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In the last two years, nothing has changed the global economic landscape more than the climate emergency, the COVID-19 roller coaster, and related geopolitical winds. There is not much time to respond to key risk stressors from the related chain of trends surrounded by exponentialities. The planet is warming, health is being destroyed and geopolitics dominates economic calculus, while the economic system lets that happen. Humanity has less than a decade left until climate change becomes irreversible. A response should be prompt and comprehensive. It requires more radical ideas, such as a paradigm change in economics, both macro and micro.

The aforementioned means putting in place a new nexus of economics rules. This issue of EP is dedicated to the emerging contours of the circular model of growth and heterodox economic policy platform from the perspective of Serbia in order to make it ready for the transition toward a climate-minded and health-minded economy.

The introductory paper prepared by a duo of authors, D. Đuričin and I. Vuksanović Herceg, is devoted to the impact of context change in the case of a small, landlocked, open and low-income economy such as Serbia. The general conclusion is that the “green transition” through industrial policies and impact investment could be a historic opportunity for the economy to recover after the pandemic turns into an endemic.

The adoption of new economics rules triggers a lot of changes in core (monetary and fiscal) and structural policies. Consequently, there are two sorts of papers. The first one focuses on macroeconomics and core policies. This part begins with the contribution of J. Tabaković, the Governor of the NBS, providing a clear answer to the question where Serbia stands in the inflation landscape, continues with the contribution of a duo of authors, M. Kovačević and M. Stevović, who further develop the story about macroeconomic indicators, definitely replacing widespread guesswork inspired by ideological predilections with a fact-based discussion, and closes with the paper written by S. Aranđelovic, dedicated to the tax policy adjustments.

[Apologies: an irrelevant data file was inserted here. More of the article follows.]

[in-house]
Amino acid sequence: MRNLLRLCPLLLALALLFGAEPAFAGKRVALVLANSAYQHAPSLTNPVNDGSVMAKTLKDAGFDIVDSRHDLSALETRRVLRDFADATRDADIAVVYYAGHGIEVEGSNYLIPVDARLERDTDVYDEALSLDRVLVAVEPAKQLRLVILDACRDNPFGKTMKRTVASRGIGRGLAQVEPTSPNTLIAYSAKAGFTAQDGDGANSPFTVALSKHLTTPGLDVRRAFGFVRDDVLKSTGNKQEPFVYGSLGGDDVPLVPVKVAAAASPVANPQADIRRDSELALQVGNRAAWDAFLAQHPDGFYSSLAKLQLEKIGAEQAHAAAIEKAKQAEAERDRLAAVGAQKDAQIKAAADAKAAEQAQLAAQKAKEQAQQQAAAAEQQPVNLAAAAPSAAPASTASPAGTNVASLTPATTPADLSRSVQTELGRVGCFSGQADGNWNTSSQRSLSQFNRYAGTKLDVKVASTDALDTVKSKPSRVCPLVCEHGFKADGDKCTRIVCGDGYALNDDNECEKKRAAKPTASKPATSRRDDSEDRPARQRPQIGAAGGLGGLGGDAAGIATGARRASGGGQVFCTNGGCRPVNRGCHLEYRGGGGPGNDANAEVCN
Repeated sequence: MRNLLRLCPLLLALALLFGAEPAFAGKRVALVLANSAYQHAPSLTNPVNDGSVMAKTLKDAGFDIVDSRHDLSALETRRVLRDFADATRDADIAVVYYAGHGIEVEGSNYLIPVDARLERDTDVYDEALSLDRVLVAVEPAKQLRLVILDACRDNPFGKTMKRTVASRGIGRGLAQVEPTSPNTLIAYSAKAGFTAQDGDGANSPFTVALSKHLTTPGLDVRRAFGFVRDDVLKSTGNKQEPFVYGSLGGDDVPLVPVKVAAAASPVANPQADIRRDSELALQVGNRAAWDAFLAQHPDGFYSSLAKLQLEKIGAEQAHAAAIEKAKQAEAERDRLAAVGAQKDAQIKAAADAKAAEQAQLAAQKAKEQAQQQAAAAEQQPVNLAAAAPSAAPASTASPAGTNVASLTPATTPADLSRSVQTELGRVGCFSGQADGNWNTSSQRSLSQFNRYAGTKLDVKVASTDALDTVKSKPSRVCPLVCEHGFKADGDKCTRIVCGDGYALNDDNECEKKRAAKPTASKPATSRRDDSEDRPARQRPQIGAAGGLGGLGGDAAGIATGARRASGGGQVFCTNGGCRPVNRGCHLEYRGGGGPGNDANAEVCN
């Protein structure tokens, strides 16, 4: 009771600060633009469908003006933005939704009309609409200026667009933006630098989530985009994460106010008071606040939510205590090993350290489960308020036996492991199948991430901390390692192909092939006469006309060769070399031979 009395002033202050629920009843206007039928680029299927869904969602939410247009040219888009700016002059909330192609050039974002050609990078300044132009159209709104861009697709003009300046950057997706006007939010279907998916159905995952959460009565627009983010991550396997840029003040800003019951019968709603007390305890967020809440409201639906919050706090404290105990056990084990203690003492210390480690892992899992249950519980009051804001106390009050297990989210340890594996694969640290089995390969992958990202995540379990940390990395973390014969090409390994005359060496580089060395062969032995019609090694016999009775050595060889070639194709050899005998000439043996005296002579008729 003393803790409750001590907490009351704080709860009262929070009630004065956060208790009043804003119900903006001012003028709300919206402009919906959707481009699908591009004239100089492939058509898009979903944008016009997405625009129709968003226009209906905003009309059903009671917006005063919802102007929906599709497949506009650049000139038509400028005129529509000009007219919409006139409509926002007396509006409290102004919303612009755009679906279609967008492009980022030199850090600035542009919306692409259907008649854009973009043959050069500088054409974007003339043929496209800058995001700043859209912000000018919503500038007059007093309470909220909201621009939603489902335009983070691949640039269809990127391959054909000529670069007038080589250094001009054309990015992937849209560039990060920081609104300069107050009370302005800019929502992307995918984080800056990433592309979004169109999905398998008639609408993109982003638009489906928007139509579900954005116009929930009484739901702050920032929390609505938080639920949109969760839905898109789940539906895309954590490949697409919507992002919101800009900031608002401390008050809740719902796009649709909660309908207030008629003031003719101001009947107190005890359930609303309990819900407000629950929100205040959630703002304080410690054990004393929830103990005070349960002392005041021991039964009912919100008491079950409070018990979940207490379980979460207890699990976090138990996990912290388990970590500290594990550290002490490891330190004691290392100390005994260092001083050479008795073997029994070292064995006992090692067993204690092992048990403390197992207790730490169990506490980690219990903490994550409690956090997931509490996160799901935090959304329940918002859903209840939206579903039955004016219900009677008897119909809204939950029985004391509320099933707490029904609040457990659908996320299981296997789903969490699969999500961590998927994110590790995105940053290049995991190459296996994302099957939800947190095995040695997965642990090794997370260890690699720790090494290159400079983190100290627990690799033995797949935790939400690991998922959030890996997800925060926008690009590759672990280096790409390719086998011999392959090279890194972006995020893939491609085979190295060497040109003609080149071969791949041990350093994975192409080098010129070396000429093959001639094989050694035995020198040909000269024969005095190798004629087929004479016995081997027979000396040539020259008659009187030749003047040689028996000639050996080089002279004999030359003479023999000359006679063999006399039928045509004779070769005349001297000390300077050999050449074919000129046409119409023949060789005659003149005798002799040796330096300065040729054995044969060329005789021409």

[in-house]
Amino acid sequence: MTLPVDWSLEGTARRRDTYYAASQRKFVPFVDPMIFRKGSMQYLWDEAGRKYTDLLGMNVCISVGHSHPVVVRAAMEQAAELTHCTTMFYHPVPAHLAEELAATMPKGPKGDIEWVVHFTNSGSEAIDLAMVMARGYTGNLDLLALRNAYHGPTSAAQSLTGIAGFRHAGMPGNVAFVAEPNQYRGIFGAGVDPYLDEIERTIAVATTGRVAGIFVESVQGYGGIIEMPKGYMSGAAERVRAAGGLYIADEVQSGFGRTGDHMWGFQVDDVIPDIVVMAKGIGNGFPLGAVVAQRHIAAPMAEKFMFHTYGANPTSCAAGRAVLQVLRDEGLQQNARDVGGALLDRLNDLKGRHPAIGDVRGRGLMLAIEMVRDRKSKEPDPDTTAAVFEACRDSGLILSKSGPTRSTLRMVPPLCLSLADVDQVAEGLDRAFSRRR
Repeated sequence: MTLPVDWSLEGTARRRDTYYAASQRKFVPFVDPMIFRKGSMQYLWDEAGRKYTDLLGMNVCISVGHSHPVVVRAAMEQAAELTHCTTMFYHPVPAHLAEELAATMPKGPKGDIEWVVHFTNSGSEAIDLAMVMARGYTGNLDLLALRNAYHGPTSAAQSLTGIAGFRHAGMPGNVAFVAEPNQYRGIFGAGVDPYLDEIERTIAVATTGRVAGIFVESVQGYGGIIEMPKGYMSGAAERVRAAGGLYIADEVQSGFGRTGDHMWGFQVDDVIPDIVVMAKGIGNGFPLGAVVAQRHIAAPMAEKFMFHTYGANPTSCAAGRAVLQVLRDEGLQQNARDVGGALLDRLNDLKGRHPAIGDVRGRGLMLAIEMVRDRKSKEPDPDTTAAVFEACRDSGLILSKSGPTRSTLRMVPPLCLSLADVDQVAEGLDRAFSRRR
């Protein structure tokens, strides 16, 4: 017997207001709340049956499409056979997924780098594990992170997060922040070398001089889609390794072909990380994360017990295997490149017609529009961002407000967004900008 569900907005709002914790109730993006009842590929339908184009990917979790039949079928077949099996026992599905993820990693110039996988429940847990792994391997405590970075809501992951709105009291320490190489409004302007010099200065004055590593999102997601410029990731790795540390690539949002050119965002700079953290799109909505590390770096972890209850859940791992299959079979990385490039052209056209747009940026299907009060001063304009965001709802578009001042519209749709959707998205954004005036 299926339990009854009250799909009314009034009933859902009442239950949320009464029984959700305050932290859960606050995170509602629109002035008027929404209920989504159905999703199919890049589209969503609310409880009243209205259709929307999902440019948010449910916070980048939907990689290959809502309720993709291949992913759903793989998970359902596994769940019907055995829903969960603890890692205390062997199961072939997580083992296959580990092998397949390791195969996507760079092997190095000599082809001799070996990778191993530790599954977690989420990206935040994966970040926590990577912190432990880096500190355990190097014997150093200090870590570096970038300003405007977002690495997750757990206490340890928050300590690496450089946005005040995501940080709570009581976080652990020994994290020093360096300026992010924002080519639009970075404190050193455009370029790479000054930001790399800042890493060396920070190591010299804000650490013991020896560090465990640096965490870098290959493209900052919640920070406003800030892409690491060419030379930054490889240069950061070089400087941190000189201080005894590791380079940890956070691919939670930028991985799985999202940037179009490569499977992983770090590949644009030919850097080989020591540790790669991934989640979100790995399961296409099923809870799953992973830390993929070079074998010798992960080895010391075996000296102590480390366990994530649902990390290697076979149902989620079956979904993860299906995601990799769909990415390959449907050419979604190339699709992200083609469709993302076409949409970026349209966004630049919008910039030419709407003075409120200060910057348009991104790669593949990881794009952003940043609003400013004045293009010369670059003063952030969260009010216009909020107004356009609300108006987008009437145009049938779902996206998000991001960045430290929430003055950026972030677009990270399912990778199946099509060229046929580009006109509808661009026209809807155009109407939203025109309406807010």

The second block contains the papers that discuss structural policies as a manifestation of the reversibility principle in defining the circular model of growth and heterodox economic policy platform. The things do not look so pretty, as you will see after reading the paper prepared by a quartet of authors, J. Lazarević, N. Savić, A. Petrov and E. Marinković, examining the relationship between talents and innovations. The next paper, authored by S. Kisić, focuses on a closely related topic, entrepreneurship education. The author is trying to determine how deep and radical changes affect skill set development. A duo of authors, A. Vučković and G. Pitić, have explained how innovative amalgams of frontier technologies can contribute to energy efficiency by reducing energy consumption by up to 50%. A multidisciplinary team of authors, including S. Vuković, M. Topalović, D. Lazović and D. Lončar, has presented a comprehensive empirical test addressing the COVID-19 pandemic as a macroeconomic variable. At the end, a trio of authors, G. Petković, R. Pindžo and A. Bradić Marinković, have observed and consulted visitors to gain a valuable insight for their endeavor to develop the tourism strategy.

One of the pleasures of reading both segments of this issue is a chance to learn from people who undertake extraordinary original research with the aim of creating a selfperpetuating cycle of sustainable and inclusive growth, both toward people and nature.